Thursday, September 29, 2011

Catching up

What a life...yes, we are in the new home and it really is a home now and not just a house. Dear wife is a hero as she unpacks what she just spent weeks packing. I'm limited to occasional chores and very little heavy lifting. We're also discovering that the 800 square feet LESS that this home has when compared to the last one were vital footage's. We seem to have an excess of everything! And that is after having removed and ridding ourselves of excess before the move. We have to do it again.
Part of the problem is the fact that no artwork has gone on the walls yet. Since it is our intention to stay here for a very long time, we want to be sure of where painting are hung...certain that the view pleases us. Oddly enough, I can't find a spot on any of the walls where art was displayed by the former owner. Of course he had 4 TV's and that might have made any display of art superfluous.
We also have television for the first time in 5 years...DISH network to be exact and with far too many channels.    With a DVR, we might learn to enjoy this. I already love the fact that I can pause 'live' TV.
We finally got our DSL connection up and running. Let me say that ten years ago I used to set up networks at our various branch offices. That was just one of the things I was entrusted with and I can tell you that in some, most was easier ten years ago. AT&T should be able to deliver a Plug'n'Play modem by now! And now that it is running, I don't think it's all that much faster than my old wireless connection.
Should I call AT&T to complain? No...not yet. I'm not ready for it.

Friday, September 23, 2011

I'm back, sort of...

sitting in a coffee internet at our new home. had 130 emails to delete when I got on-line today. what does that say about me? new home needs new habits! must monitor the emails I subscribe to!

Sunday, September 18, 2011

Ma Bell...wherefore art thou?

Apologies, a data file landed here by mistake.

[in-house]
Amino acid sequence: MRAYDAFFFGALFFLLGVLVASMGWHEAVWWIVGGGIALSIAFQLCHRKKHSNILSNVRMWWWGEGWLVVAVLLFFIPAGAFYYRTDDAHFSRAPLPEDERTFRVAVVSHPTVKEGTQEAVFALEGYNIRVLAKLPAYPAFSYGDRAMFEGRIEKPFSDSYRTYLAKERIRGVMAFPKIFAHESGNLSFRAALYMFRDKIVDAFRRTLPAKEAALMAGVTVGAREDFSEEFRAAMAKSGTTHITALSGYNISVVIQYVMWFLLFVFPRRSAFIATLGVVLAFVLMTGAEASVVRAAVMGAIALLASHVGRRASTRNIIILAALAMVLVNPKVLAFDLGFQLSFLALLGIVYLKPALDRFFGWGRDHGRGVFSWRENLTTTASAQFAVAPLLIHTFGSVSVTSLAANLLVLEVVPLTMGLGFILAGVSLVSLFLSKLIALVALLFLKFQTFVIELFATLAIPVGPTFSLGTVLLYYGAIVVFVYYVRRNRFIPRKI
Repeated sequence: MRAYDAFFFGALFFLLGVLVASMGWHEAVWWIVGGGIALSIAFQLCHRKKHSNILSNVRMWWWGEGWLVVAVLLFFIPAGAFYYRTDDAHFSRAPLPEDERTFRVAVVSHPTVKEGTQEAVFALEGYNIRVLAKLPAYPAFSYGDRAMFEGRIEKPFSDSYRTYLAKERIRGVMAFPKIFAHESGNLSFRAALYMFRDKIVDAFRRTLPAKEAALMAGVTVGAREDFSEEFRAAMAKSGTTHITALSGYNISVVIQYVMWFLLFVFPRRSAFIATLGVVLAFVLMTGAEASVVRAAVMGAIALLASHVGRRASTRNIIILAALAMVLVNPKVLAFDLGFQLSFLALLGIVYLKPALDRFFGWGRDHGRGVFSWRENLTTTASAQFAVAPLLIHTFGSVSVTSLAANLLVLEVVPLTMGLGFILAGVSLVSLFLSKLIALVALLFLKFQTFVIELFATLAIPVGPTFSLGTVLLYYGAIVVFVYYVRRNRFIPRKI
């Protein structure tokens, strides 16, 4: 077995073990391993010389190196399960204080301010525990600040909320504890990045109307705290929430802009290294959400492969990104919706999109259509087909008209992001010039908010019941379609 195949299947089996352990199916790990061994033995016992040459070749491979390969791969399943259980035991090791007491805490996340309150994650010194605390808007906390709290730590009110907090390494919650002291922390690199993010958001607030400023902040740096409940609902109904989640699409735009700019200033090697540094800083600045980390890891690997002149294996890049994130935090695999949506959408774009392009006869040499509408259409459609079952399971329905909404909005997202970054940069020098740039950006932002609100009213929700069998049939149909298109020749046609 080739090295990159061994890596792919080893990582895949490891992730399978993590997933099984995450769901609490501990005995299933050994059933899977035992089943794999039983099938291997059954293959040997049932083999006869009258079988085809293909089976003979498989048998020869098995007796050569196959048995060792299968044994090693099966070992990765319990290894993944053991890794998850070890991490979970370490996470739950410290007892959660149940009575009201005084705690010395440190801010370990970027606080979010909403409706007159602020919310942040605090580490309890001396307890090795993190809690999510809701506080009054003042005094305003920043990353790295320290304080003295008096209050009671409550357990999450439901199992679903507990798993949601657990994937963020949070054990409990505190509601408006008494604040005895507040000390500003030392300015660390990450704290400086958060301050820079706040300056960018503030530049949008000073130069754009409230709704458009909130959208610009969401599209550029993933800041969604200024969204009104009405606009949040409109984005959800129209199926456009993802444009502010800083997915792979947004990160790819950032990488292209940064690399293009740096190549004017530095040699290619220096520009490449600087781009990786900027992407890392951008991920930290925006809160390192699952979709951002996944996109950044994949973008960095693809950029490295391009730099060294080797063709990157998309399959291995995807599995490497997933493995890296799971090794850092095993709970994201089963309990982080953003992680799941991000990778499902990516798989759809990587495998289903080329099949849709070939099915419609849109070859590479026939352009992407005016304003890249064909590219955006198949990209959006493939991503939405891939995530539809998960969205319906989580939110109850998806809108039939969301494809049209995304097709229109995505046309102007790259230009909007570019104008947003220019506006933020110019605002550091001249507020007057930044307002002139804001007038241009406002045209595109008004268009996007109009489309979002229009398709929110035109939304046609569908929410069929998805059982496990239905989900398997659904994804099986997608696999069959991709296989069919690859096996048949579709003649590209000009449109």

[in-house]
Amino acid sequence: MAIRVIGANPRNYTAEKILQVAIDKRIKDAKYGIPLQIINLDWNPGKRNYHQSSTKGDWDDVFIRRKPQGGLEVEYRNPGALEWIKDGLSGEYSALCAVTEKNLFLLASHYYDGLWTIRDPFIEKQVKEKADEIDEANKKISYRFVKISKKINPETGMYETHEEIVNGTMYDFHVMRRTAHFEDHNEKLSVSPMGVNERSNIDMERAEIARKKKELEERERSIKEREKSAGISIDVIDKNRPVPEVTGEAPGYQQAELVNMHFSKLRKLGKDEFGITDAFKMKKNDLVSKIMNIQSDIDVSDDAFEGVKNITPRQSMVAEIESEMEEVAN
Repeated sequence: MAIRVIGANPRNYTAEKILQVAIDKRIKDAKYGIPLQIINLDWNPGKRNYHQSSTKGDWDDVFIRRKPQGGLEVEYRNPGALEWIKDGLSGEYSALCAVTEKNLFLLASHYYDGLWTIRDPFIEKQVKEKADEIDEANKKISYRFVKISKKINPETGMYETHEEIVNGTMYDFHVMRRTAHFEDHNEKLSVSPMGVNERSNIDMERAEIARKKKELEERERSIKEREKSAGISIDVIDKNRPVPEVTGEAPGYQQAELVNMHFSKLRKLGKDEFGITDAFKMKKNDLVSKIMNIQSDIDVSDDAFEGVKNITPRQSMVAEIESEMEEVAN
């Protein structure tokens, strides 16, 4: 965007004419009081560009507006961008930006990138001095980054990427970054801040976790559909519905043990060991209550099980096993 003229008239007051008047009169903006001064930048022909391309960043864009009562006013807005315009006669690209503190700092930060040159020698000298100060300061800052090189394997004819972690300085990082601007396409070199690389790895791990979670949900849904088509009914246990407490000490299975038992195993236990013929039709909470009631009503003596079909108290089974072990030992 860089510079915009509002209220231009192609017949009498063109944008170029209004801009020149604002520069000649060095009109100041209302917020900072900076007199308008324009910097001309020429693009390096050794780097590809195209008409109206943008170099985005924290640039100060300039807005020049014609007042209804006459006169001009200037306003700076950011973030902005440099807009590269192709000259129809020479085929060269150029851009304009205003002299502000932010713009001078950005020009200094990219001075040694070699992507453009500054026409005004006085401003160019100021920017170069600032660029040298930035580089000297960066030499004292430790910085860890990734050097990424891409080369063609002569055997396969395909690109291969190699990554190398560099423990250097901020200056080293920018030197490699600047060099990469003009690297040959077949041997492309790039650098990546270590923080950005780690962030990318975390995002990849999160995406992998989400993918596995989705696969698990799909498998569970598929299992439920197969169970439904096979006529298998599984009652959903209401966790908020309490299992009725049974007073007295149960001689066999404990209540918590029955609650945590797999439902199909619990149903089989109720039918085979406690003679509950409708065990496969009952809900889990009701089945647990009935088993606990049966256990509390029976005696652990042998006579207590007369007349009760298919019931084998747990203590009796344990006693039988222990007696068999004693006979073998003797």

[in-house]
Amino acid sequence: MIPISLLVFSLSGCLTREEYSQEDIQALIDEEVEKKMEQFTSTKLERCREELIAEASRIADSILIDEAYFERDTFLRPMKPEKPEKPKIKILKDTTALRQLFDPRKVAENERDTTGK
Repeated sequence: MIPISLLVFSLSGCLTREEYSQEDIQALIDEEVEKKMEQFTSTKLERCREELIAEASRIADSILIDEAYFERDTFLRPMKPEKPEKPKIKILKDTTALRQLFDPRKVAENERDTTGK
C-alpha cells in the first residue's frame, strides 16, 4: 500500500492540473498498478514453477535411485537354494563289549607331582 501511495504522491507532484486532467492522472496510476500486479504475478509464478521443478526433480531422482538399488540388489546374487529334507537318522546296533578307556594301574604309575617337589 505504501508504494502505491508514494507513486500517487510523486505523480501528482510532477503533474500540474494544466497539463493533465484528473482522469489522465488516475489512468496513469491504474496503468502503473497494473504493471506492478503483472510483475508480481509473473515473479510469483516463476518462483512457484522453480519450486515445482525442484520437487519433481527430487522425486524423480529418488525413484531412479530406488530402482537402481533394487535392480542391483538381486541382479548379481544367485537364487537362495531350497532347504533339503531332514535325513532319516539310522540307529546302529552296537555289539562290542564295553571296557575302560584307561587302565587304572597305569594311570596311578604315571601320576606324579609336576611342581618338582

We're moving. The moving van will be here on Tuesday morning and our lives are defined by boxes right now. So it was time to make the decision to have a land line or not. We had said we were going to be courageous and cut the analog tether and go wireless. the last minute we decided to...what the heck...keep AT&T. I went to the internets to find out how to change our service location. Well, AT&T has to have one of the worst websites around if you're interested in doing business. Slow and never a clue as how to find something. I may be 71 years old but I've been a programmer and I've helped to design web I know whereof I speak. After a few frustrating attempts and getting nowhere, we decided to go to the AT&T store and do our business there. Wrong!
After sitting down with the store manager and telling him what we wanted, a number change and perhaps some internet service if the price was right, we began our misadventure. First, AT&T stores are owned by someone other than AT&T. Who would have guessed? But we were assured that there would be no problem. We looked at the internet prices and decided we would bundle that service with our telephone service. Great! The manager then tried to change our service. Now we had a problem. An error code would show up whenever he tried to do it on his computer. He called their support people and they got the same error. All of this time the clock was ticking away. Finally, after about 45 minutes he decided to call the 'Mother ship'...AT&T itself.